The District of Columbia failed to shake off a proposed civil rights class action alleging its Metropolitan Police Department policy of stopping and searching for guns is racially biased (article available here).
The allegations that the department’s gun recovery unit unlawfully targets Black males without reasonable suspicion or probable cause are sufficient to survive dismissal for failure to state a claim, the court ruled Wednesday.
The nine members of the unit named in the complaint aren’t entitled to qualified immunity because the allegations, if true, are clearly illegal, the court held.
“It defies credulity that a law enforcement officer would not know that stopping and searching a citizen with no reasonable articulable suspicion or probable cause was plainly unlawful." The allegations are also sufficient to proceed with claims that the city has a “policy or custom that was the ‘moving force’ behind the alleged constitutional injury,” the court added.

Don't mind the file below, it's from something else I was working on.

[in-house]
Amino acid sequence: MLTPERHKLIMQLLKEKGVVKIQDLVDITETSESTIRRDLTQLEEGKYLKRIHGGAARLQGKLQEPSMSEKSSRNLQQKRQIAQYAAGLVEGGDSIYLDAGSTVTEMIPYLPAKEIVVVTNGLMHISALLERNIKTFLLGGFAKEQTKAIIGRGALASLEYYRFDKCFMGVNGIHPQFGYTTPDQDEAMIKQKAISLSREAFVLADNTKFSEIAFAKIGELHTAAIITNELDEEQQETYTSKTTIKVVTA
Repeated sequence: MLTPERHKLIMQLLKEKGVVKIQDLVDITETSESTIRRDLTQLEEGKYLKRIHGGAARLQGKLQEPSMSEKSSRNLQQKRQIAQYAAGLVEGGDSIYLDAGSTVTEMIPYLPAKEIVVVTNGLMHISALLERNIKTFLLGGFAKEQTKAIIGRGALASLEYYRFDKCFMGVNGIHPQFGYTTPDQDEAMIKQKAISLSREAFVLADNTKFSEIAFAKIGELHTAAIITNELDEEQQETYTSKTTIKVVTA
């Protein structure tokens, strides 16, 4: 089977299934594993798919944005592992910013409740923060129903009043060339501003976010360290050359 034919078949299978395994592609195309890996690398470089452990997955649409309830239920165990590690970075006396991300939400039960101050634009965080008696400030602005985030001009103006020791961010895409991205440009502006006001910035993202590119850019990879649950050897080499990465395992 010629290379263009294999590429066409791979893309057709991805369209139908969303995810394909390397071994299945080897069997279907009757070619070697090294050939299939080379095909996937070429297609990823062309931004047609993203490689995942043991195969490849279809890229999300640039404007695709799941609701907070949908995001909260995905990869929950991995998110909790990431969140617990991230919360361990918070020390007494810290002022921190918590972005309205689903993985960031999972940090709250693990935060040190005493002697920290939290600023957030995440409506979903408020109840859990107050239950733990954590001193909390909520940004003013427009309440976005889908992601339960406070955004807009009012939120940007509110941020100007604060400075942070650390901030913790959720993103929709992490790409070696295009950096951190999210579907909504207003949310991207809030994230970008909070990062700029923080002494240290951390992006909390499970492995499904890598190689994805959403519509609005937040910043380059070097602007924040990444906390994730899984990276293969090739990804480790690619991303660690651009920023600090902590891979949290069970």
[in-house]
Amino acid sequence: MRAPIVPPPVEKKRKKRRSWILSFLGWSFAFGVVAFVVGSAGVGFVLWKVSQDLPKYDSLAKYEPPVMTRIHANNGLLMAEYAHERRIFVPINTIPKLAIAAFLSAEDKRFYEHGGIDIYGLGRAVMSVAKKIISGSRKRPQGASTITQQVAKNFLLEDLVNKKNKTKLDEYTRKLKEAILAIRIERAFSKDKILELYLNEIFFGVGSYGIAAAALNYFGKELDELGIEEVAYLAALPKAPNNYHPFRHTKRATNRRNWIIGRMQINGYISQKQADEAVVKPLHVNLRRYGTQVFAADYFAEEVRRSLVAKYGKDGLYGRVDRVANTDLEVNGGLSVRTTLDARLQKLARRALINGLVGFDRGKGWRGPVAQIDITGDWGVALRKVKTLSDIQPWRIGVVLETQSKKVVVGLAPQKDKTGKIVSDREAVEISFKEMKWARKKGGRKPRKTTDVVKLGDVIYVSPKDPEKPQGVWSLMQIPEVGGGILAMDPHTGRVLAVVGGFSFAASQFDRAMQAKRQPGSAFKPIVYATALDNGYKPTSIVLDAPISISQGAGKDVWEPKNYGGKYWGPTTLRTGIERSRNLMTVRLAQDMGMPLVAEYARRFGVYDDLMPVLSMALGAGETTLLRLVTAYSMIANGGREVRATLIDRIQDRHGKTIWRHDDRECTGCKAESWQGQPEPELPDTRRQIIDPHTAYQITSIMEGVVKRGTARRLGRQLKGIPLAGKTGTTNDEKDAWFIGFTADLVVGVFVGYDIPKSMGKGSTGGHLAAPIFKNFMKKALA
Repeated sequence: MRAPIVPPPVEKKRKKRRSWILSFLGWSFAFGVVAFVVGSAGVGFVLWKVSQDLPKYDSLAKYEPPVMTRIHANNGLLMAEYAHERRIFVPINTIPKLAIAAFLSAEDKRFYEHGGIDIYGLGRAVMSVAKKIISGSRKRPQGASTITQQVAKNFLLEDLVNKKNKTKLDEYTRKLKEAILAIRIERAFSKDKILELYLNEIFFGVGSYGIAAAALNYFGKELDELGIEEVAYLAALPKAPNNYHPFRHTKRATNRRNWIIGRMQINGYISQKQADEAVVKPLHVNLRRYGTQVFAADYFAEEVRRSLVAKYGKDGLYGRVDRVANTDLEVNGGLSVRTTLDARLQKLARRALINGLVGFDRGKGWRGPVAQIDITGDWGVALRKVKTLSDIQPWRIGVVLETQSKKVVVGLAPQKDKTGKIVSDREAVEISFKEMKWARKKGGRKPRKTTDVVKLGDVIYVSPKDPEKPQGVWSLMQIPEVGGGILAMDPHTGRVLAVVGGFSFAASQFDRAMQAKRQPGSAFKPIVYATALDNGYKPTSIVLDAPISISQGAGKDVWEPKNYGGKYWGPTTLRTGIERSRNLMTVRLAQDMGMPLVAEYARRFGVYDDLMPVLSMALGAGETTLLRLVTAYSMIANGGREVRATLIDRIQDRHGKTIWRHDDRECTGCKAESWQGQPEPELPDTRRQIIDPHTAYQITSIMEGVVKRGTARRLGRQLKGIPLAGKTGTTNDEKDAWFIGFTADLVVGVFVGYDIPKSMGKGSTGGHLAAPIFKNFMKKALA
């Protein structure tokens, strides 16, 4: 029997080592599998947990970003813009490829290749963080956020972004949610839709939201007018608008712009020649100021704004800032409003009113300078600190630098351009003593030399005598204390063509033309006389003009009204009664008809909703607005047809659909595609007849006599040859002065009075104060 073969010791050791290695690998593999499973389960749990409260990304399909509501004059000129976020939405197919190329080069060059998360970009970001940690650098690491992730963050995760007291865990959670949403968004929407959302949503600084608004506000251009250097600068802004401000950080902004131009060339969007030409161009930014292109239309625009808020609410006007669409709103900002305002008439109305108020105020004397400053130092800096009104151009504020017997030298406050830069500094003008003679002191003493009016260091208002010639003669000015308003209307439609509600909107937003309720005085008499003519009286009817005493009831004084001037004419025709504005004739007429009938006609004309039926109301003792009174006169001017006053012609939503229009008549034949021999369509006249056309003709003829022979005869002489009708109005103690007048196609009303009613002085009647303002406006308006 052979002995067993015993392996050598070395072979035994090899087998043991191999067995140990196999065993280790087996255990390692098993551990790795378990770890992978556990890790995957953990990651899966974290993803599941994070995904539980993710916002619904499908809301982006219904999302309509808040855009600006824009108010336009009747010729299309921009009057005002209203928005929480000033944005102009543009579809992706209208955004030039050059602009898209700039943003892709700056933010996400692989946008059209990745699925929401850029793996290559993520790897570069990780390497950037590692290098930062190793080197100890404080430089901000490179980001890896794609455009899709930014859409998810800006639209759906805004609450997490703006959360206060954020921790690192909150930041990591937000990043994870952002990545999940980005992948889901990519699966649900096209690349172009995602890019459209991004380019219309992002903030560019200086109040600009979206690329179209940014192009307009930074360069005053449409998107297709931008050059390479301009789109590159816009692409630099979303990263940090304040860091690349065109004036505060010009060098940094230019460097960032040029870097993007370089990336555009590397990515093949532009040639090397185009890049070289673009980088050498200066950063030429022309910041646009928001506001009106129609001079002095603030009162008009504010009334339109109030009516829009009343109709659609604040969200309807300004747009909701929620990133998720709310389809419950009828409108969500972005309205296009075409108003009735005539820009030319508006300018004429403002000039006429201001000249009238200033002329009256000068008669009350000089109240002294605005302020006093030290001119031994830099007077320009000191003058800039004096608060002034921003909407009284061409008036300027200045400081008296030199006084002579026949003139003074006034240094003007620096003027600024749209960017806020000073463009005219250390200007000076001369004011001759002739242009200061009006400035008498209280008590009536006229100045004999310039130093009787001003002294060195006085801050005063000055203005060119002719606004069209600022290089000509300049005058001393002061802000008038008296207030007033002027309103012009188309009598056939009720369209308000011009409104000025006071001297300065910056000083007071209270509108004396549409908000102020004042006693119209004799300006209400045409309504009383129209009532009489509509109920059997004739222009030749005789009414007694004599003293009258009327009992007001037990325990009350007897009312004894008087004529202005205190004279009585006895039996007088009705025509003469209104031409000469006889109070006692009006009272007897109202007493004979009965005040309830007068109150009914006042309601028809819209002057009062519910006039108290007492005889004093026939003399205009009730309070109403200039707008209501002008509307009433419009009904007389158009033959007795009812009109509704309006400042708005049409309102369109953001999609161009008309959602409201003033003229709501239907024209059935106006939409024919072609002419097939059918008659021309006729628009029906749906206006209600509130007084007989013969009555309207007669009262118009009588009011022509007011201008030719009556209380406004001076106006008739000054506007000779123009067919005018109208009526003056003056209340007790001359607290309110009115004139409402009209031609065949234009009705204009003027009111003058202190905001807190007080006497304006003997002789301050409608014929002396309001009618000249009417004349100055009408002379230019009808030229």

The court cited the testimony of one D.C. police officer that the Narcotics and Special Investigations Division, which oversees the gun recovery unit, used “illegal tactics,” and allegations that the GRU “openly displayed flags, banners, and t-shirts, depicting or alluding to their reputation for stopping and searching residents of the areas in which they operated,” which shows that policymakers were aware of their practices.
The case is Crudup v. District of Columbia, No. 20-cv-1135 (D.D.C. Mar. 29, 2023).